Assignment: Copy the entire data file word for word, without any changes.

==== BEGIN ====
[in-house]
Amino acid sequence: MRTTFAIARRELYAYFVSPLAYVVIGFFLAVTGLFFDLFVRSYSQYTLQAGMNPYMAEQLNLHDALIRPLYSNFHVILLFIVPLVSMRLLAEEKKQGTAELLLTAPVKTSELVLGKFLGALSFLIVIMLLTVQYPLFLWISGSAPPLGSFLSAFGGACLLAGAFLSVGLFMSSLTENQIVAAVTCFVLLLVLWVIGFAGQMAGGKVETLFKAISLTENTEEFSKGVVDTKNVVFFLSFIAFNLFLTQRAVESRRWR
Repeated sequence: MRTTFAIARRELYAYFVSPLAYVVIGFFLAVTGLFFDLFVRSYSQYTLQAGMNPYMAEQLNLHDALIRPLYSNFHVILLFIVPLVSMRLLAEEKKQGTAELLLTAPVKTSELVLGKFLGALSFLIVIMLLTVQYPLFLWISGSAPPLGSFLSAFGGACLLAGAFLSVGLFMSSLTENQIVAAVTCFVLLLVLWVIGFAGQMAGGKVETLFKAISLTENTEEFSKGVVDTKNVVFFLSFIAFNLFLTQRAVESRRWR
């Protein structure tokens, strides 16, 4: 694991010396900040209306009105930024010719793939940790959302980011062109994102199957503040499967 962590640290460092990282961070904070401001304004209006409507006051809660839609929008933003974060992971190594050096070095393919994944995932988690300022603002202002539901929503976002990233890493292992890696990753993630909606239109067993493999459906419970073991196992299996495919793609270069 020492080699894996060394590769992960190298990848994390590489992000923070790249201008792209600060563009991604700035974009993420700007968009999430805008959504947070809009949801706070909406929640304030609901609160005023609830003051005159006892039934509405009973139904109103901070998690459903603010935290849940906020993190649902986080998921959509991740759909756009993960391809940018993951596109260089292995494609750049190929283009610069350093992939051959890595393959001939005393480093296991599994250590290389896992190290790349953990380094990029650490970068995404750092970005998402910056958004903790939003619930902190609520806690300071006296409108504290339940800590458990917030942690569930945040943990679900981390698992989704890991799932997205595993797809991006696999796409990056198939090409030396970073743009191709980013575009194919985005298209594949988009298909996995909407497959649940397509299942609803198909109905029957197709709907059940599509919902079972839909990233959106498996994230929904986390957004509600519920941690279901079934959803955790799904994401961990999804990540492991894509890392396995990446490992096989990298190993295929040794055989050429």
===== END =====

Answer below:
[in-house]
Amino acid sequence: MRTTFAIARRELYAYFVSPLAYVVIGFFLAVTGLFFDLFVRSYSQYTLQAGMNPYMAEQLNLHDALIRPLYSNFHVILLFIVPLVSMRLLAEEKKQGTAELLLTAPVKTSELVLGKFLGALSFLIVIMLLTVQYPLFLWISGSAPPLGSFLSAFGGACLLAGAFLSVGLFMSSLTENQIVAAVTCFVLLLVLWVIGFAGQMAGGKVETLFKAISLTENTEEFSKGVVDTKNVVFFLSFIAFNLFLTQRAVESRRWR
Repeated sequence: MRTTFAIARRELYAYFVSPLAYVVIGFFLAVTGLFFDLFVRSYSQYTLQAGMNPYMAEQLNLHDALIRPLYSNFHVILLFIVPLVSMRLLAEEKKQGTAELLLTAPVKTSELVLGKFLGALSFLIVIMLLTVQYPLFLWISGSAPPLGSFLSAFGGACLLAGAFLSVGLFMSSLTENQIVAAVTCFVLLLVLWVIGFAGQMAGGKVETLFKAISLTENTEEFSKGVVDTKNVVFFLSFIAFNLFLTQRAVESRRWR
């Protein structure tokens, strides 16, 4: 694991010396900040209306009105930024010719793939940790959302980011062109994102199957503040499967 962590640290460092990282961070904070401001304004209006409507006051809660839609929008933003974060992971190594050096070095393919994944995932988690300022603002202002539901929503976002990233890493292992890696990753993630909606239109067993493999459906419970073991196992299996495919793609270069 020492080699894996060394590769992960190298990848994390590489992000923070790249201008792209600060563009991604700035974009993420700007968009999430805008959504947070809009949801706070909406929640304030609901609160005023609830003051005159006892039934509405009973139904109103901070998690459903603010935290849940906020993190649902986080998921959509991740759909756009993960391809940018993951596109260089292995494609750049190929283009610069350093992939051959890595393959001939005393480093296991599994250590290389896992190290790349953990380094990029650490970068995404750092970005998402910056958004903790939003619930902190609520806690300071006296409108504290339940800590458990917030942690569930945040943990679900981390698992989704890991799932997205595993797809991006696999796409990056198939090409030396970073743009191709980013575009194919985005298209594949988009298909996995909407497959649940397509299942609803198909109905029957197709709907059940599509919902079972839909990233959106498996994230929904986390957004509600519920941690279901079934959803955790799904994401961990999804990540492991894509890392396995990446490992096989990298190993295929040794055989050429």